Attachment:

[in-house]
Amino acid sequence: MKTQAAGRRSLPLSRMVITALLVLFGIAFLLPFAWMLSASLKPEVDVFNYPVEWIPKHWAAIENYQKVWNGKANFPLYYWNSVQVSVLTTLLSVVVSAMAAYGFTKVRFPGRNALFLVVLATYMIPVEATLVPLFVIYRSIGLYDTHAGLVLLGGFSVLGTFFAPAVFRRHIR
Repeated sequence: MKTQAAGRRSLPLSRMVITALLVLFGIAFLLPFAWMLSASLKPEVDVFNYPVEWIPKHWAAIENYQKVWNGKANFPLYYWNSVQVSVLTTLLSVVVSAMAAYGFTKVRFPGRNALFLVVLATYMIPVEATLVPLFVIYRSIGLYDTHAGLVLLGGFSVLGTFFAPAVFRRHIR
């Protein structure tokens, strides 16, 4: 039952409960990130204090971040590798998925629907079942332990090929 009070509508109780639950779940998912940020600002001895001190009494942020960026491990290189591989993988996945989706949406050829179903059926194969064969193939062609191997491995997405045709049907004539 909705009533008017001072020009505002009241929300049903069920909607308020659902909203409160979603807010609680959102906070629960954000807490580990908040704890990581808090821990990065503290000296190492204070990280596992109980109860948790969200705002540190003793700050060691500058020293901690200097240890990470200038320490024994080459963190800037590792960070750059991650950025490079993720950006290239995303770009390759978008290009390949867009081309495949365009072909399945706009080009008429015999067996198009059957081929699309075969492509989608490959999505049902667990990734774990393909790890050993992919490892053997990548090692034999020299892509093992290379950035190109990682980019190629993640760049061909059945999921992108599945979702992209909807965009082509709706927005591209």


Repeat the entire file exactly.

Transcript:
[in-house]
Amino acid sequence: MKTQAAGRRSLPLSRMVITALLVLFGIAFLLPFAWMLSASLKPEVDVFNYPVEWIPKHWAAIENYQKVWNGKANFPLYYWNSVQVSVLTTLLSVVVSAMAAYGFTKVRFPGRNALFLVVLATYMIPVEATLVPLFVIYRSIGLYDTHAGLVLLGGFSVLGTFFAPAVFRRHIR
Repeated sequence: MKTQAAGRRSLPLSRMVITALLVLFGIAFLLPFAWMLSASLKPEVDVFNYPVEWIPKHWAAIENYQKVWNGKANFPLYYWNSVQVSVLTTLLSVVVSAMAAYGFTKVRFPGRNALFLVVLATYMIPVEATLVPLFVIYRSIGLYDTHAGLVLLGGFSVLGTFFAPAVFRRHIR
């Protein structure tokens, strides 16, 4: 039952409960990130204090971040590798998925629907079942332990090929 009070509508109780639950779940998912940020600002001895001190009494942020960026491990290189591989993988996945989706949406050829179903059926194969064969193939062609191997491995997405045709049907004539 909705009533008017001072020009505002009241929300049903069920909607308020659902909203409160979603807010609680959102906070629960954000807490580990908040704890990581808090821990990065503290000296190492204070990280596992109980109860948790969200705002540190003793700050060691500058020293901690200097240890990470200038320490024994080459963190800037590792960070750059991650950025490079993720950006290239995303770009390759978008290009390949867009081309495949365009072909399945706009080009008429015999067996198009059957081929699309075969492509989608490959999505049902667990990734774990393909790890050993992919490892053997990548090692034999020299892509093992290379950035190109990682980019190629993640760049061909059945999921992108599945979702992209909807965009082509709706927005591209």